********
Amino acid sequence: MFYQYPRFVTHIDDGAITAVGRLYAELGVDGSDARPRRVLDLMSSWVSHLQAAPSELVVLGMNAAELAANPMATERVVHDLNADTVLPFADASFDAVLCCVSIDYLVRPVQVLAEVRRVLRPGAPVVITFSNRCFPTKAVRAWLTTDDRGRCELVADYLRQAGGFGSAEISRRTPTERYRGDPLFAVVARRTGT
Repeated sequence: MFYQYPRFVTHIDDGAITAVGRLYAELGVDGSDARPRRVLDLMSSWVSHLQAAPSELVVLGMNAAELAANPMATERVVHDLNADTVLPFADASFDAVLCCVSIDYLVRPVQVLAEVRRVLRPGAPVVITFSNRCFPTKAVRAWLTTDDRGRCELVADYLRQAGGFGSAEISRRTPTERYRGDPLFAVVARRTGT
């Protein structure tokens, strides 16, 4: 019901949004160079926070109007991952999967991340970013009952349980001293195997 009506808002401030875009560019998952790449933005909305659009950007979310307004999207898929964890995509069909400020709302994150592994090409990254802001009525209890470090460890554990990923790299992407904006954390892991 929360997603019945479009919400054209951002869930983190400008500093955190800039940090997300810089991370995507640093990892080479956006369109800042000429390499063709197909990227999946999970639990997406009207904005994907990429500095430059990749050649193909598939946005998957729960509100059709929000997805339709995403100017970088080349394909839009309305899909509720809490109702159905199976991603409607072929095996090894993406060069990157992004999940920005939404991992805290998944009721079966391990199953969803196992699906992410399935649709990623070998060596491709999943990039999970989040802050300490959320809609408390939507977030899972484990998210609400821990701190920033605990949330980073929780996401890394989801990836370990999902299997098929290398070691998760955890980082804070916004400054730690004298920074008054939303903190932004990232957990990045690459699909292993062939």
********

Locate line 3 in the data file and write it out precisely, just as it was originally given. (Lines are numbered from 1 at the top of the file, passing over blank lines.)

């Protein structure tokens, strides 16, 4: 019901949004160079926070109007991952999967991340970013009952349980001293195997 009506808002401030875009560019998952790449933005909305659009950007979310307004999207898929964890995509069909400020709302994150592994090409990254802001009525209890470090460890554990990923790299992407904006954390892991 929360997603019945479009919400054209951002869930983190400008500093955190800039940090997300810089991370995507640093990892080479956006369109800042000429390499063709197909990227999946999970639990997406009207904005994907990429500095430059990749050649193909598939946005998957729960509100059709929000997805339709995403100017970088080349394909839009309305899909509720809490109702159905199976991603409607072929095996090894993406060069990157992004999940920005939404991992805290998944009721079966391990199953969803196992699906992410399935649709990623070998060596491709999943990039999970989040802050300490959320809609408390939507977030899972484990998210609400821990701190920033605990949330980073929780996401890394989801990836370990999902299997098929290398070691998760955890980082804070916004400054730690004298920074008054939303903190932004990232957990990045690459699909292993062939």